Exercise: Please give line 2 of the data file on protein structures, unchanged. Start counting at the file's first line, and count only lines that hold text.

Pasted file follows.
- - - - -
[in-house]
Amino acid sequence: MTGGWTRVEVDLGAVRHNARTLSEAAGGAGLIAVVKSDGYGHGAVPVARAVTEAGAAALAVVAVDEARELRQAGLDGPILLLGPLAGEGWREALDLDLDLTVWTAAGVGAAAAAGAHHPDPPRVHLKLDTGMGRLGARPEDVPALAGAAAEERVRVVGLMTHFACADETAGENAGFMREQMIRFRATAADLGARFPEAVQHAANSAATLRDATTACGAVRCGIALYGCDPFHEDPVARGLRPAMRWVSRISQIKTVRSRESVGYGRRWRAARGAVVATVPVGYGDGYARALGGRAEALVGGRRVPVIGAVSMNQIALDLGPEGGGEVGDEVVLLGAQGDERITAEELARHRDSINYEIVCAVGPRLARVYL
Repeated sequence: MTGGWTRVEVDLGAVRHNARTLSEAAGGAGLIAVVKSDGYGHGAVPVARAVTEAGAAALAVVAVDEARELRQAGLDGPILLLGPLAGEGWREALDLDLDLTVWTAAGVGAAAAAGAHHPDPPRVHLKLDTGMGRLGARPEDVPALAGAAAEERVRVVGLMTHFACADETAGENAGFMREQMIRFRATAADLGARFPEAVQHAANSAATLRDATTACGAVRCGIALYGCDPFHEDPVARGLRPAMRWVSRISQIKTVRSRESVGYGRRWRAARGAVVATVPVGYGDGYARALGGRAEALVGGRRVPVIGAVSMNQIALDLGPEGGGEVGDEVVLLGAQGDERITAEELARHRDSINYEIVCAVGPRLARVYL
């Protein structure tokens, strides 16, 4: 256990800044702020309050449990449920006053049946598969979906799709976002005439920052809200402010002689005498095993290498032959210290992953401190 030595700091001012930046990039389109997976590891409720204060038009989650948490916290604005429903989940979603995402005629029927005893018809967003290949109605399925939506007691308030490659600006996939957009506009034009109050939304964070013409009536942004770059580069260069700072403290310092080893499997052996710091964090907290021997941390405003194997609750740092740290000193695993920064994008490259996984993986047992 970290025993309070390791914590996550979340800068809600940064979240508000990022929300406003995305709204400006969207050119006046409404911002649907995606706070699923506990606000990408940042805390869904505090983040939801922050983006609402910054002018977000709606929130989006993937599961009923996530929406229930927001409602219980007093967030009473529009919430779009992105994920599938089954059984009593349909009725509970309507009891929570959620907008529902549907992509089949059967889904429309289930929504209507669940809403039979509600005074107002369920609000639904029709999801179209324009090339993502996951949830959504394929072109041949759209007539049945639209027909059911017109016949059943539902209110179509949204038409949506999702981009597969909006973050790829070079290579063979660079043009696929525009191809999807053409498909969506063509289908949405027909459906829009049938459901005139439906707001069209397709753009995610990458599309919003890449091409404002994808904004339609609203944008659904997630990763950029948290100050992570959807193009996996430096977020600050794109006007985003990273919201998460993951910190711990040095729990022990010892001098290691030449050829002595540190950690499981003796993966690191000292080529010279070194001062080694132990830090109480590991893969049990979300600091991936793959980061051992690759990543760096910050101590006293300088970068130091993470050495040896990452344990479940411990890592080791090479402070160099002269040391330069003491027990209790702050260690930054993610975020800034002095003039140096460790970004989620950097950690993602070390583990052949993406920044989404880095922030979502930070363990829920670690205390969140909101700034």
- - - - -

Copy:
Amino acid sequence: MTGGWTRVEVDLGAVRHNARTLSEAAGGAGLIAVVKSDGYGHGAVPVARAVTEAGAAALAVVAVDEARELRQAGLDGPILLLGPLAGEGWREALDLDLDLTVWTAAGVGAAAAAGAHHPDPPRVHLKLDTGMGRLGARPEDVPALAGAAAEERVRVVGLMTHFACADETAGENAGFMREQMIRFRATAADLGARFPEAVQHAANSAATLRDATTACGAVRCGIALYGCDPFHEDPVARGLRPAMRWVSRISQIKTVRSRESVGYGRRWRAARGAVVATVPVGYGDGYARALGGRAEALVGGRRVPVIGAVSMNQIALDLGPEGGGEVGDEVVLLGAQGDERITAEELARHRDSINYEIVCAVGPRLARVYL